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Suppose $X$ is some connected topological space, $I$ is an interval and $Y$ is some topological space. Let $g: X\to I$ be a continuous and surjective function. Let $f$ be a function $I \to Y$. If $f \circ g$ is continuous, must $f$ be continuous?

To prove this is suffices to prove that if $x \in I$ and $x_n$ converges to $x$ from either below or above then $f(x_n)$ converges to $f(x)$. Let us assume wlog that $x_n \geq x$ for all $n$. It would be enough to find $y$ and $y_n$ such that $g(y_n)=x_n$, $g(y)=x$ and $y_n \to y$.

There is some $y \in X$ such that $f(y)=x$. In addition we can pick $y$ so that every open set $ U \ni y$ contains a $z$ with $g(z)>x$. (Follows from connectedness.) If $X$ were first-countable I think this would imply the existence of the desired sequence $y_n$. But I cannot see how to conclude this in general.

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Is $I$ a closed or an open interval? – Nate Eldredge Nov 21 '12 at 15:12
Any interval; open, closed or half-closed. Of course if it turns out that the answer depends on the type of interval I would find that interesting. – Johan Nov 21 '12 at 15:56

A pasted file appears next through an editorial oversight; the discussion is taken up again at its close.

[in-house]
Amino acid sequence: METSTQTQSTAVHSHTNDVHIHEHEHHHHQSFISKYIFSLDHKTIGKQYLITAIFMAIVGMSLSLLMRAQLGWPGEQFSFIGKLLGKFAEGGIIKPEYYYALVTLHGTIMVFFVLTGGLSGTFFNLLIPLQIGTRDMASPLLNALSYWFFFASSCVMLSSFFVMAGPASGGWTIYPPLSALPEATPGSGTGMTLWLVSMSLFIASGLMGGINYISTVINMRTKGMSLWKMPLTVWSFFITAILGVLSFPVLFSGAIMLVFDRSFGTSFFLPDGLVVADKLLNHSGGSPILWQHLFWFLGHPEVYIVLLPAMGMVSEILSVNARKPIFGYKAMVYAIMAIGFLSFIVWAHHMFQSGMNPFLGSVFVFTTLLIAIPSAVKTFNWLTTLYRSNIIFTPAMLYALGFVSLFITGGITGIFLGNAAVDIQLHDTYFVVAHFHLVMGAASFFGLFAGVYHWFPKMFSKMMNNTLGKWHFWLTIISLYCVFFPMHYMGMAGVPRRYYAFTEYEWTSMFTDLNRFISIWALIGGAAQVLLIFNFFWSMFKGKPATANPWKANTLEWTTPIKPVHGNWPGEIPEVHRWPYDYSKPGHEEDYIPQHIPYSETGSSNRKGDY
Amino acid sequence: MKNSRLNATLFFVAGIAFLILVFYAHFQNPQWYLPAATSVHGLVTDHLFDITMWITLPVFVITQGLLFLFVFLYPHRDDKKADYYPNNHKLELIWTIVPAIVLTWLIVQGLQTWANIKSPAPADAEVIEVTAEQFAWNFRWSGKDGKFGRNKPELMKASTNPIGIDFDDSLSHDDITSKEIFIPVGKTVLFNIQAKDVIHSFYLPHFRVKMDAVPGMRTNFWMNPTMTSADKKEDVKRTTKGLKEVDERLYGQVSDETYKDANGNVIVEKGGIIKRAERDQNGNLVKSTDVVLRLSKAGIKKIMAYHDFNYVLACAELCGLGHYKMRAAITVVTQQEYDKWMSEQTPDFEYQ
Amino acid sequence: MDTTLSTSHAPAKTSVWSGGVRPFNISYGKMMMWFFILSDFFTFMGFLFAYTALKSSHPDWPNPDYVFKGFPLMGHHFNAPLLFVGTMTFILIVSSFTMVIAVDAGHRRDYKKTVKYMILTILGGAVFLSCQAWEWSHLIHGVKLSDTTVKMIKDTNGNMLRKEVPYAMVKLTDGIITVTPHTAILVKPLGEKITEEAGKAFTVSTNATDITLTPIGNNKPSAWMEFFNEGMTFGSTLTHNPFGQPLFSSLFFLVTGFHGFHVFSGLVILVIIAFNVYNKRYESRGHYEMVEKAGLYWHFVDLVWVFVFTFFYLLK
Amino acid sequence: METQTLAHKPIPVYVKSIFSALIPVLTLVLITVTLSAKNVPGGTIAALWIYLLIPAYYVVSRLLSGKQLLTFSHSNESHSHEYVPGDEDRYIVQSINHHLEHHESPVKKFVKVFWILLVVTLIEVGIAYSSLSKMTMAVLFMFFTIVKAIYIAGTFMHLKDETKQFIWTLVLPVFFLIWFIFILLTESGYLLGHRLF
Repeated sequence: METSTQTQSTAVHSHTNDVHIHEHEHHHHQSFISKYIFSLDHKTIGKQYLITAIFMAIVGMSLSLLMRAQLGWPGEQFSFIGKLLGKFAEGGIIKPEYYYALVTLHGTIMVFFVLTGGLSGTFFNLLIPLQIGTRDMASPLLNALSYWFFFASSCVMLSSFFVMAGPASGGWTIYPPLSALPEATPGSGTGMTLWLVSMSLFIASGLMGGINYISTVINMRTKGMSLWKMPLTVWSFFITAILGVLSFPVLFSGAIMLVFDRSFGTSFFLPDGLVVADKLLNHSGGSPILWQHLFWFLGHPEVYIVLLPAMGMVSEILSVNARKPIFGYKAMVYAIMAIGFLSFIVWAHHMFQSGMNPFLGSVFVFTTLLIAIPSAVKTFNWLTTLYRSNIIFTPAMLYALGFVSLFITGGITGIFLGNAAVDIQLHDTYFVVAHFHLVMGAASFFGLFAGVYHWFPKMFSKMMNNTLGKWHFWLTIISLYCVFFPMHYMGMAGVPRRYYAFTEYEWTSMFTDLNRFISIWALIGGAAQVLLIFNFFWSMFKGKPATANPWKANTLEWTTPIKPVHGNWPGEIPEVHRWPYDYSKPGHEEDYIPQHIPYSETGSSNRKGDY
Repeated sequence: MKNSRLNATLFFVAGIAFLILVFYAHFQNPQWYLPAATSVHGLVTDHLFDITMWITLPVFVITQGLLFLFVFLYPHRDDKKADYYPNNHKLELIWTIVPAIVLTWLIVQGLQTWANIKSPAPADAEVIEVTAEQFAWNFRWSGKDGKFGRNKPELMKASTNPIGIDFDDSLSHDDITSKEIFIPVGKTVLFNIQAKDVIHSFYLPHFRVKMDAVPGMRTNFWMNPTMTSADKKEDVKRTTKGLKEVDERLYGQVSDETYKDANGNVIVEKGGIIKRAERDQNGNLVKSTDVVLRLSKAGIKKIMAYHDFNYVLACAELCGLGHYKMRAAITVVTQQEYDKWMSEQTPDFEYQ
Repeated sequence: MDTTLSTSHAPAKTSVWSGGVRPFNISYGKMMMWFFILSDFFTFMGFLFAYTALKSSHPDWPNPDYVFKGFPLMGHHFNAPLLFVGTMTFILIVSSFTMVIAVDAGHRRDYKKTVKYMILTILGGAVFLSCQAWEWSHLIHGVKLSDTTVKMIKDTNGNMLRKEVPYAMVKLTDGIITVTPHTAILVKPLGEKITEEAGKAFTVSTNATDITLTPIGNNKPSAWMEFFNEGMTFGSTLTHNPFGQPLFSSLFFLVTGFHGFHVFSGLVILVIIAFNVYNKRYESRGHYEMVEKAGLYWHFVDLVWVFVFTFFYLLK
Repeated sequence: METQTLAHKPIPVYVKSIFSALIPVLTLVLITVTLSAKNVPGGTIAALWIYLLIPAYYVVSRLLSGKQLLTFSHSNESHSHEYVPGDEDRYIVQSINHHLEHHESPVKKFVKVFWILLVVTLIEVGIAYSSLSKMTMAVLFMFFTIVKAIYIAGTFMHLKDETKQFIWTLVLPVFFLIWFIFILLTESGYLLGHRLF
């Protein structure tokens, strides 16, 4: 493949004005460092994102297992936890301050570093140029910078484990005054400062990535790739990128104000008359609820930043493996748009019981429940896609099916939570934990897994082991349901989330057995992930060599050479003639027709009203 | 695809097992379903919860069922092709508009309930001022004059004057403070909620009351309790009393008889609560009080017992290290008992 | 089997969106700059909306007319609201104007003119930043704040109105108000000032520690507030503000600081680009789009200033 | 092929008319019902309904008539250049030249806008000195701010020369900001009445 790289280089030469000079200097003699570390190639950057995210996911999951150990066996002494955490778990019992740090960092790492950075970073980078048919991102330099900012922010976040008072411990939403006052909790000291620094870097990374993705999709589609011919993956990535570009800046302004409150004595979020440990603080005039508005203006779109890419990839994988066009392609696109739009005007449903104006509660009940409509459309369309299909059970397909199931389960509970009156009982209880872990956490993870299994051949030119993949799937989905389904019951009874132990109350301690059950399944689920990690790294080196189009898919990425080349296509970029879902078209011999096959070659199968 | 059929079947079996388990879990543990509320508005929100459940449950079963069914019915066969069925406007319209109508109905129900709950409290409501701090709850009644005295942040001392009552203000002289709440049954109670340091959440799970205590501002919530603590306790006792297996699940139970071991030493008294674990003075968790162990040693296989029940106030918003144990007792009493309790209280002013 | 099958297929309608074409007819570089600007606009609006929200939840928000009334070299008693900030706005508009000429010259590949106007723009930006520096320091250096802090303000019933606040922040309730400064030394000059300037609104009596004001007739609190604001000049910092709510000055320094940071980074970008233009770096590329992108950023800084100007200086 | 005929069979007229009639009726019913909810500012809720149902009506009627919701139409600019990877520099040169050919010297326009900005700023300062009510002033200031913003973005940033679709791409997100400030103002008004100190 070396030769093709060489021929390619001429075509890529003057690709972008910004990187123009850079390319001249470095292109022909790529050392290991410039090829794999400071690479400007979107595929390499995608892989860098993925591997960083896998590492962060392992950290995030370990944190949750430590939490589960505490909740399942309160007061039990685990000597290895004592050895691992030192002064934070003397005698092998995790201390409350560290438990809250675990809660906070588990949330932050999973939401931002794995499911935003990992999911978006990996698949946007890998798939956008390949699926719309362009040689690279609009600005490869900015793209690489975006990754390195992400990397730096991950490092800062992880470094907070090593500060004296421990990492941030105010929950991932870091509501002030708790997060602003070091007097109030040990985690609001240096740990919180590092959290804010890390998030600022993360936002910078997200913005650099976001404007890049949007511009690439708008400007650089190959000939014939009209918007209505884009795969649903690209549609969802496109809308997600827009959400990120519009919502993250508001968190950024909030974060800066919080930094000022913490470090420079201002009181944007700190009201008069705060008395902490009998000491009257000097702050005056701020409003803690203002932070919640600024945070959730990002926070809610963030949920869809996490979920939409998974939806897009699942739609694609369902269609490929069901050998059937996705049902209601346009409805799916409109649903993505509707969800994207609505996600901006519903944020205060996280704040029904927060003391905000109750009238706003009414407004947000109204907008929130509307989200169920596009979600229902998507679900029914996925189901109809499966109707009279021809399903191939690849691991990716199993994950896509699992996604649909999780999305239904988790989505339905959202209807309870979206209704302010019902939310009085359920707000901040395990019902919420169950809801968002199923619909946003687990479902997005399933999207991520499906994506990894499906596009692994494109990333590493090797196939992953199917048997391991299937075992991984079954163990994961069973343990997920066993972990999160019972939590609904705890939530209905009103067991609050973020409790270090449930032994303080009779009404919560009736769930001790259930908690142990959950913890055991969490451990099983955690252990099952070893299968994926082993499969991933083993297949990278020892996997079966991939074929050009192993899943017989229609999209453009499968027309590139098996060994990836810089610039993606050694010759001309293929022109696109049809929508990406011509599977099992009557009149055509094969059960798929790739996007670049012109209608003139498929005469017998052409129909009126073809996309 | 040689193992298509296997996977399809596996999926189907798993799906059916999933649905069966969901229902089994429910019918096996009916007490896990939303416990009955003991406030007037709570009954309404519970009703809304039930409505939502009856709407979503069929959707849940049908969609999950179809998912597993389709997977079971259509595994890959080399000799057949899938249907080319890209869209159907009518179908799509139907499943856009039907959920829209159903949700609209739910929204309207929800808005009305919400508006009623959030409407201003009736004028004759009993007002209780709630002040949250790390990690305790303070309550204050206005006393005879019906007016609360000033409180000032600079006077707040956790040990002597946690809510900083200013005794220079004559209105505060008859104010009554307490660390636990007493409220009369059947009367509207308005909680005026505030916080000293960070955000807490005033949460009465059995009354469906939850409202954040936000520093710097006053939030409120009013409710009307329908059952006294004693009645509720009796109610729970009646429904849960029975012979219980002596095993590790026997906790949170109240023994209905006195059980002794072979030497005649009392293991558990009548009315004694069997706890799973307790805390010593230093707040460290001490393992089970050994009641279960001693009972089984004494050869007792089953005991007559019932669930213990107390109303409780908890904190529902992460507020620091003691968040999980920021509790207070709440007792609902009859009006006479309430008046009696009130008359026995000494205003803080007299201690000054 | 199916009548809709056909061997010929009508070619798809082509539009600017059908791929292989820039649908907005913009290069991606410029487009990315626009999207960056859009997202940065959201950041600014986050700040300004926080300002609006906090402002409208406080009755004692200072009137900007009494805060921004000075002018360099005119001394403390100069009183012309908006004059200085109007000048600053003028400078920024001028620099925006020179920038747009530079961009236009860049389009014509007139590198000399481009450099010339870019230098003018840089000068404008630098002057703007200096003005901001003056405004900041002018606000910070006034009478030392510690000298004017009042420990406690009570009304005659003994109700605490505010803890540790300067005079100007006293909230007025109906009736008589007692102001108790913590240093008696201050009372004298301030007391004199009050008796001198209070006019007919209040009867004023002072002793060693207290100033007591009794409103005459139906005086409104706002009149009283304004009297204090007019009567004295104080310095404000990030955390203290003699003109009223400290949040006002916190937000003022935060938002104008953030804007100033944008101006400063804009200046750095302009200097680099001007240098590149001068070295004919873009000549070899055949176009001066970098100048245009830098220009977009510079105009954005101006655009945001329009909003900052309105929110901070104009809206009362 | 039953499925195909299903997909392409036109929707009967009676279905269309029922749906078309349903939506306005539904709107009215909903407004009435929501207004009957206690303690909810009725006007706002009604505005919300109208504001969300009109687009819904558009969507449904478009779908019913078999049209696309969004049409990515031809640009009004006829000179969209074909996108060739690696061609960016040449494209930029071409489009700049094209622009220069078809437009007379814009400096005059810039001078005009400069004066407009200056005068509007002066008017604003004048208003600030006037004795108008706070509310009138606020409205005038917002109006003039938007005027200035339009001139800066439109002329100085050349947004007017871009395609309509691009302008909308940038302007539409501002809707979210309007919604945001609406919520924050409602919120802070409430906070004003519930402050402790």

up vote 5 down vote accepted

$f$ need not be continuous.

Let $X = Y$ be the topologist's sine curve, i.e. $$X = Y = \{(x, \sin(1/x)) : 0 < x \le 1\} \cup (0,0) \subset \mathbb{R}^2$$ with the Euclidean topology. It is well known and easy to check that $X$ is connected. Take $I = [0,1]$ and define $g : X \to I$ by $g(x,y) = x$; then $g$ is a continuous bijection. Let $f = g^{-1}$, i.e. $$f(x) = \begin{cases} (x, \sin(1/x)), & 0 < x \le 1 \\ (0,0), & x=0. \end{cases}$$ Then $f \circ g$ is the identity map on $X$ which is continuous, but $f$ is not continuous.

An example with $I$ an open interval can be constructed similarly (for instance, take $I=(-1,1)$ and just reflect this picture about the $y$ axis).

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Thank you, I realize now what went wrong in my supposed proof for first-countable spaces. – Johan Nov 21 '12 at 16:07

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